1. When you install, remember that you're going to have to perform maintenance service on the unit eventually. If you have a choice, hang the main unit on a wall at the front of the cabinet. RO tanks can be placed in back. (See the picture below.)
2. If the storage tank is too large to be pushed to the back of the sink cavity, you can often get it there by uninstalling a drain pipe. Drain pipes are usually easy to remove and to put back in place.To service the storage tank, you need only to be able to reach it with your air pump hose.
3.The faucet is usually the most difficult-to-reach part of the installation, so install it first so you won't have to work around other parts of the RO unit.
4. If space is tight, a tube-attached faucet is much easier to install than a conventional faucet. This is not not just because you don't have to install the tube, but more importantly because you can actually run the small parts like the washers and the lock nut up the tube. If you drop a part, you don't have too look for it because it stays on the tube.
5. If there is no way to drill a hole in the sink--and with modern sinks, sometimes there isn't--filters and even reverse osmosis units can be installed so that the treated water comes out of the cold water faucet on the sink. This is not an ideal arrangement, but it works fairly well with filters. It should be a last resort with RO units, because of low water availability and, frequently, incompatibility of low-TDS RO water with sink faucet metals. See a discussion of "simple" vs. standard units in the Occasional's "How It Works" section.
6. Storage tanks can, if necessary, be installed in a cabinet adjacent to the undersink cavity. By drilling a small hole through the cabinet wall, a tube can be run to connect the tank to the main RO unit.
|A Q Series RO unit installed in a tight spot. We were able to work the storage tank behind the drain pipe by placing it on its side. Note that the blue-capped air port is turned outward to make the tank easy to access at service time. (Photo and installation by Adrienne.)|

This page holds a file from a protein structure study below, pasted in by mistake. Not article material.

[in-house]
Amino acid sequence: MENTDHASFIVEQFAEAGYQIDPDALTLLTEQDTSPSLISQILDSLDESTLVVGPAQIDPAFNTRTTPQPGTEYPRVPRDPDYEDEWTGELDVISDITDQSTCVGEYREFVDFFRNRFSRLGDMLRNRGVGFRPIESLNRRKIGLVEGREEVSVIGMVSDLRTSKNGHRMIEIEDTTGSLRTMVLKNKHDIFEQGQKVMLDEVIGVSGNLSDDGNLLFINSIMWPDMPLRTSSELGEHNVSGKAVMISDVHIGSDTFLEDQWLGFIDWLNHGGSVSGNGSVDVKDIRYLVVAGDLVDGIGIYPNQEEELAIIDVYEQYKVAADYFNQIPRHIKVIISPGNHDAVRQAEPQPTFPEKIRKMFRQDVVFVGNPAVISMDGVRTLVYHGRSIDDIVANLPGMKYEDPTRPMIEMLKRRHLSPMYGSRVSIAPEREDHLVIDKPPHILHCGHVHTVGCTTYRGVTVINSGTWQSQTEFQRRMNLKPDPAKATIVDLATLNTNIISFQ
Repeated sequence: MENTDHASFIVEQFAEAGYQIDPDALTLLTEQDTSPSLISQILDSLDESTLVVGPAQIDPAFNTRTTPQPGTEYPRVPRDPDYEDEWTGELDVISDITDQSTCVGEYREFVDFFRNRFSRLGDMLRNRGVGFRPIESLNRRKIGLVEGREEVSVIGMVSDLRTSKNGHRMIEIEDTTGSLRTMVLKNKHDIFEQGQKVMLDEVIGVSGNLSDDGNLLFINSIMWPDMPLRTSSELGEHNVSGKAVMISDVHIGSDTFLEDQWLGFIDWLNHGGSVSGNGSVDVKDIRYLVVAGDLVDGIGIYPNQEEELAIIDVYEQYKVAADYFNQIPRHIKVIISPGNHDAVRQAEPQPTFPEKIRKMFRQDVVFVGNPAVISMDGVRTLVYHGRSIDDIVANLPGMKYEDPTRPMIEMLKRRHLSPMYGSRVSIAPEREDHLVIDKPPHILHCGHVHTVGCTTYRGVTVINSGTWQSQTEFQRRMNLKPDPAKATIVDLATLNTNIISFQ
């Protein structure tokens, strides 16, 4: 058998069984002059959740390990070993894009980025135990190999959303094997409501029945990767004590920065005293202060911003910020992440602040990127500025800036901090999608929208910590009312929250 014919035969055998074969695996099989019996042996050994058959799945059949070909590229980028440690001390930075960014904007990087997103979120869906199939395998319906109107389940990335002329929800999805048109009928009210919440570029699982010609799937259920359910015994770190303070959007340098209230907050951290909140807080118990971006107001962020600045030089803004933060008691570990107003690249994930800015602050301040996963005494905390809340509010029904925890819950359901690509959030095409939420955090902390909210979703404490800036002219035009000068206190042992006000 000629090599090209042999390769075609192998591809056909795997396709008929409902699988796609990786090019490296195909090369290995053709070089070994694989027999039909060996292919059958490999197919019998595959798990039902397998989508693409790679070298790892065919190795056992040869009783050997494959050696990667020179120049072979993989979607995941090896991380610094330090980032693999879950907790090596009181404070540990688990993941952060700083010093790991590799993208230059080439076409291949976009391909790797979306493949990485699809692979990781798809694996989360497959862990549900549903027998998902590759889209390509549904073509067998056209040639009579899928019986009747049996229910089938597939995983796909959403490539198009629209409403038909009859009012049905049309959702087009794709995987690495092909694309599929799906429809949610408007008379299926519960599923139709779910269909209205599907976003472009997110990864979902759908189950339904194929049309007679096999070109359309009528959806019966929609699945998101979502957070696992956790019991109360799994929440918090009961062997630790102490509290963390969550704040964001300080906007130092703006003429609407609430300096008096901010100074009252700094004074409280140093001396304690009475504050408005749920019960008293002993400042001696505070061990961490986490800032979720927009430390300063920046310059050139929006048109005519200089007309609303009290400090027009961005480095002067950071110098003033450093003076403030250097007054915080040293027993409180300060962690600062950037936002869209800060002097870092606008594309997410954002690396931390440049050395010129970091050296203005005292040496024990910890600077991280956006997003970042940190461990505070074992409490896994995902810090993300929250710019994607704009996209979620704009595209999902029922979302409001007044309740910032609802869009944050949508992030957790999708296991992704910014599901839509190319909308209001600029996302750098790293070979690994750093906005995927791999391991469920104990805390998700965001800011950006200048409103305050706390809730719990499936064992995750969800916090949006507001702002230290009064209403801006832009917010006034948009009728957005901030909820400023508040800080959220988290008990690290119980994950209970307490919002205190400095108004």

And, Finally, A Common-Sense Reminder From Pure Water Annie
Just as flowers need water and sunshine, water filters need cleanliness and order
This seems so obvious that I'm reluctant to say it, but the best way to create undersink space is to get rid of things you don't need. Undersink clutter not only makes installation difficult. It is often the cause of leaks and malfunctions as well.
Installing an undersink water treatment system should be a liberating experience. In many cases the homeowner is freeing himself from the drudgery of lugging and storing water bottles. Why not view it as an opportunity to free yourself at the same time of the many unnecessary bottles, brushes and bags that accumulate as if by magic under kitchen sinks? How many half-used boxes of Bippy Cleaner do you really need?
Undersink clutter causes leaks and it frequently hides tiny leaks until they cause real water damage.
When you empty your undersink to install your water filter, be very selective about what you put back.
|Tight spaces are often created by attempting to store 50 or more mostly empty bottles of household chemicals in an otherwise adequate undersink space. Bottles were completely hiding the storage tank and most of the RO unit before they were removed to allow us to service the unit. Photo by Adrienne.|
The Pure Water Occasional is a project of Pure Water Products. Please visit our websites:
Main Website: www.purewaterproducts.com. This site features our full range of products, plus instructions, technical articles, product manuals, and more.
The Occasional's Website: www.purewateroccasional.net. In addition to archiving back issues of the email Occasional, this site houses a sizeable section about water contaminants, a "how things work," series, a new products section, a glossary of water treatment terms, and, "much, much more."
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To contact us by phone, please call 940 382 3814.